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# Convective inhibition

Convective inhibition (CIN or CINH) is a numerical measure in meteorology that indicates the amount of energy that will prevent an air parcel from rising from the surface to the level of free convection.   CIN is the amount of energy required to overcome the negatively buoyant energy the environment exerts on an air parcel. In most cases, when CIN exists, it covers a layer from the ground to the level of free convection (LFC). The negatively buoyant energy exerted on an air parcel is a result of the air parcel being cooler (more dense) than the air which surrounds it, which causes the air parcel to accelerate downward. The layer of air dominated by CIN is warmer and more stable than the layers above or below it.

### Additional recommended knowledge

The situation in which convective inhibition is measured is when layers of warmer air are above a particular region of air. The effect of having warm air above a cooler air parcel is to prevent the cooler air parcel from rising into the atmosphere. This creates a stable region of air. Convective inhibition indicates the amount of energy that will be required to force the cooler packet of air to rise. This energy comes from fronts, heating, moistening, or mesoscale convergence boundaries such as outflow and sea breeze boundaries, orographic lift.

Typically, an area with a high convenction inihibition number is considered stable and has very little likelihood of developing a thunderstorm. Conceptually, it is the opposite of CAPE.

CIN hinders updrafts necessary to produce convective weather, such as thunderstorms. Although, when large amounts of CIN are reduced by heating and moistening during a convective storm, the storm will be more severe than in the case when no CIN was present.

CIN is strengthened by low altitude dry air advection and surface air cooling. Surface cooling causes a small capping inversion to form aloft allowing the air to become stable. Incoming fronts and short waves influence the strengthening or weaking of CIN.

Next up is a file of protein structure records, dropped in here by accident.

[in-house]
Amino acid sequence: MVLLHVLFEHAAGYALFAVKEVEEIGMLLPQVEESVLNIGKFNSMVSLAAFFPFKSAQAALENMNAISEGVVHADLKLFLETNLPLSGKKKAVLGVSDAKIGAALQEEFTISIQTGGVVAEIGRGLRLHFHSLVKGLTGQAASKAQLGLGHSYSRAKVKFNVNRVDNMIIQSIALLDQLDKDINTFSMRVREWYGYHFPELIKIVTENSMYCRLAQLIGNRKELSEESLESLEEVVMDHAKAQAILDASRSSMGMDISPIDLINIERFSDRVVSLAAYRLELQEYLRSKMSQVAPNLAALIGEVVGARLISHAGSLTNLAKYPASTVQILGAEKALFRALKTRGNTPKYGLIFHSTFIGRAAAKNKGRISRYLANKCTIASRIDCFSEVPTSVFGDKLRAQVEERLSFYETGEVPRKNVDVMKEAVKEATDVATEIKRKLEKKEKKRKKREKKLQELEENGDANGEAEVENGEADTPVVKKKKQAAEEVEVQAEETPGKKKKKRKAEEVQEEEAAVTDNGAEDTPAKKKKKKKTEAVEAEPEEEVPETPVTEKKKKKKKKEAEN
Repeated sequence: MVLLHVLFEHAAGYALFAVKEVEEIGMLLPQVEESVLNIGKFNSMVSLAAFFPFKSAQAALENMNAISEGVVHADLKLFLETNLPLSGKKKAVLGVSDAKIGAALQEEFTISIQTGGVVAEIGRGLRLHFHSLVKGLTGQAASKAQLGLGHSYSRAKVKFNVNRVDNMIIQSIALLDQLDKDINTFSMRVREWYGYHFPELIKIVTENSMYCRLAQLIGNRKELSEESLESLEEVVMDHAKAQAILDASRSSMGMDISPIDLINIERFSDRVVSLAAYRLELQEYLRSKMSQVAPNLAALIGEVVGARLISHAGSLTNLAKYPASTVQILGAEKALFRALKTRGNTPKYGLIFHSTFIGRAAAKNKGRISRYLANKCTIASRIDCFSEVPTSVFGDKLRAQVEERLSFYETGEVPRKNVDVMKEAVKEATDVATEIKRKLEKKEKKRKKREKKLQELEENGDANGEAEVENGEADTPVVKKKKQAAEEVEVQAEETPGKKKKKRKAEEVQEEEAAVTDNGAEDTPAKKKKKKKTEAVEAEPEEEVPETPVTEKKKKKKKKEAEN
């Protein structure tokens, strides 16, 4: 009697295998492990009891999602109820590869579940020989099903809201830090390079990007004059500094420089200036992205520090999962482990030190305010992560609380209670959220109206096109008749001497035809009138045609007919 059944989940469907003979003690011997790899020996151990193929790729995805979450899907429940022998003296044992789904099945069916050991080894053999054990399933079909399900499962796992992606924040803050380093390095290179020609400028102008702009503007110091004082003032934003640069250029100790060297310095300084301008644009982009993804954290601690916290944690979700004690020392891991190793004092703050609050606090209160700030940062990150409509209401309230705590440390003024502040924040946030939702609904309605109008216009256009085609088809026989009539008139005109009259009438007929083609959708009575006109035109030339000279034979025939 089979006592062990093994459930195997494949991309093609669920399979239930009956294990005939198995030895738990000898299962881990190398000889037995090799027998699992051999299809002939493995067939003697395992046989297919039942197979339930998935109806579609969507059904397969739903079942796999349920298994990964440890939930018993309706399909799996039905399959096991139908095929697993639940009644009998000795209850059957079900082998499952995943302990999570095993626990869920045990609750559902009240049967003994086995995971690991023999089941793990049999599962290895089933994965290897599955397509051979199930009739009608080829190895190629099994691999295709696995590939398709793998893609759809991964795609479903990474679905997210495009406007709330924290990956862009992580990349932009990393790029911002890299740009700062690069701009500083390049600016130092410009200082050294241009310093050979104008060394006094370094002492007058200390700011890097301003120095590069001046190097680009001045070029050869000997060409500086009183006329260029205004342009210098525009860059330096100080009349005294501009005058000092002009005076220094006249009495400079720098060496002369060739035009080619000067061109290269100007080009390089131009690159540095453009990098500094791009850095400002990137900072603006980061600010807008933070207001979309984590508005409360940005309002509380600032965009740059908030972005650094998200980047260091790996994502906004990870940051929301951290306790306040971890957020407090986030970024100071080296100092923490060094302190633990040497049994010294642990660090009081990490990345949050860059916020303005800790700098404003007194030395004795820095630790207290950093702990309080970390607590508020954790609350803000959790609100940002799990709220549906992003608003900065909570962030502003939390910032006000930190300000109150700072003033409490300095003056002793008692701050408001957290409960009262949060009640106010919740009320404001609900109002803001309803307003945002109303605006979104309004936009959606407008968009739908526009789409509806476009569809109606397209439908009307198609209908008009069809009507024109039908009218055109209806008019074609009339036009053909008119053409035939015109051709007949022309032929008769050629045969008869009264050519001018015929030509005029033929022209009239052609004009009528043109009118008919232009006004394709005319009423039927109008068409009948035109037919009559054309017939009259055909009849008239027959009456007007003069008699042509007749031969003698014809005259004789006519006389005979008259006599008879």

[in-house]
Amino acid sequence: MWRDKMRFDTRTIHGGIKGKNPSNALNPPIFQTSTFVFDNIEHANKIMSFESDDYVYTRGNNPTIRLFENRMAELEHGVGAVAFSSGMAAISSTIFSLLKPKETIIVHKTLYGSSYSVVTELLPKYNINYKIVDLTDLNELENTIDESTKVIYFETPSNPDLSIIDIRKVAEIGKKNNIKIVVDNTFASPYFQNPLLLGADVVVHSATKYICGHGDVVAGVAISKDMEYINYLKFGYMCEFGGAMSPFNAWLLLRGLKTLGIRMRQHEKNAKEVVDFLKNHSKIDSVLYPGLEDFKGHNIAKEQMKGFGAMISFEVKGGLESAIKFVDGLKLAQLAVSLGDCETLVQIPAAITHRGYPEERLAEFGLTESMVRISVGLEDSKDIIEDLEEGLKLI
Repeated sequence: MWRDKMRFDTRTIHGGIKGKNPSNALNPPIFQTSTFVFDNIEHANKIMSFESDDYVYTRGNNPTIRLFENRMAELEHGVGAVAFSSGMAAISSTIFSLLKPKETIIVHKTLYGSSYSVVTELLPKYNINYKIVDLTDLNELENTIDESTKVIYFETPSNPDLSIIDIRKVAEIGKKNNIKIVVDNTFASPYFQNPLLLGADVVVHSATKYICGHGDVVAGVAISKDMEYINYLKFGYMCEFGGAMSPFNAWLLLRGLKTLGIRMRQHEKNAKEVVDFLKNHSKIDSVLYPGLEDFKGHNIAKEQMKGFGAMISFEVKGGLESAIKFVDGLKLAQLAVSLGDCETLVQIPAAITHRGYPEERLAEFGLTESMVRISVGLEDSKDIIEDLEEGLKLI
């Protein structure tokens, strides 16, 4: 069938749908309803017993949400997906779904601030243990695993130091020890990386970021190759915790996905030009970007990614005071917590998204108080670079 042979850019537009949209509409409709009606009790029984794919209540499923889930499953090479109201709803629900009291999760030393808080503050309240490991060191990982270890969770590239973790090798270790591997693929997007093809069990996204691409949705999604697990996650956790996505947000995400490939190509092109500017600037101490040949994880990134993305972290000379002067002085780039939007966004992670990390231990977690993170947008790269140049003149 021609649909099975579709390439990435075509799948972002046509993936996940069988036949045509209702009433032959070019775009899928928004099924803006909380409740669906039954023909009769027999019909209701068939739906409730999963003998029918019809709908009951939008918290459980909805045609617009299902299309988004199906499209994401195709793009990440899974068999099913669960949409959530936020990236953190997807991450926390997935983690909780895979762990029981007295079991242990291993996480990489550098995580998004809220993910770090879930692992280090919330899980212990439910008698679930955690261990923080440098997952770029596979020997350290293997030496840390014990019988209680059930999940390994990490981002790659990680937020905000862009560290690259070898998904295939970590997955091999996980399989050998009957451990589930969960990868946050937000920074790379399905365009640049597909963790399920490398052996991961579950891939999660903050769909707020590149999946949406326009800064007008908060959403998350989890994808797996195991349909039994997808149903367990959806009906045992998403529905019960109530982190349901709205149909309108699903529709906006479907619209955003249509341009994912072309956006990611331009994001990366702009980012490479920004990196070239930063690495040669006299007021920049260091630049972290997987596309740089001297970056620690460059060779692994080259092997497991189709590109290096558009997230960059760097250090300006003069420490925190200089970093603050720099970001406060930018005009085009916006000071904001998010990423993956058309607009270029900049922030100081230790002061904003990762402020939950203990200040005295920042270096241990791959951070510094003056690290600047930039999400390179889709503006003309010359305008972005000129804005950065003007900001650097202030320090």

CIN is calculated by measurements recorded electronically by a rawinsonde (weather balloon) which carries devices which measure weather parameters, such as air temperature and pressure. A single value for CIN is calculated from one balloon ascent by use of the equation below. The z-bottom and z-top limits of integration in the equation represent the bottom and top altitudes (in meters) of a single CIN layer, Tvparcel is the virtual temperature of the specific parcel and Tvenv is the virtual temperature of the environment. In many cases, the z-bottom value is the ground and the z-top value is the LFC. CIN is an energy per unit mass and the units of measurement are Joules per kilogram (J/kg). CIN is expressed as a negative energy value. CIN values greater than 200 J/kg are sufficient enough to prevent convection in the atmosphere.

$CIN = \int_{z_{bottom}}^{z_{top}} g \left(\frac{Tv_{parcel} - Tv_{env}}{Tv_{env}}\right) \, dz$

The CIN energy value is an important figure on a skew-T log-P diagram and is a helpful value in evaluating the severity of a convective event. On a skew-T log-P diagram, CIN is any area between the warmer environment virtual temperature profile and the cooler parcel virtual temperature profile.

CIN is effectively negative buoyancy, expressed B-; the opposite of convective available potential energy (CAPE), which is expressed as B+ or simply B. As with CAPE, CIN is usually expressed in J/kg but may also be expressed as m2/s2, as the values are equivalent. In fact, CIN is sometimes referred to as negative buoyant energy (NBE).

## References

• National Weather Service Glossary - C (21 April 2005). Retrieved on August 22, 2006.
• Haby, Jeff (February 28 2004). Ingredients for Thunderstorms and Severe Thunderstorms. The Weather Prediction.Com. Retrieved on August 22, 2006.
• Bol, Alan (2002). Buoyancy and CAPE. Principles of Convection I. University Corporation for Atmospheric Research. Retrieved on August 22, 2006.
• Skew-T Mastery. University Corporation for Atmospheric Research. Retrieved on April 24, 2007.
• David O. Blanchard (September 1998). "Assessing the Vertical Distribution of Convective Available Potential Energy". Weather and Forecasting 13 (3): 870–877.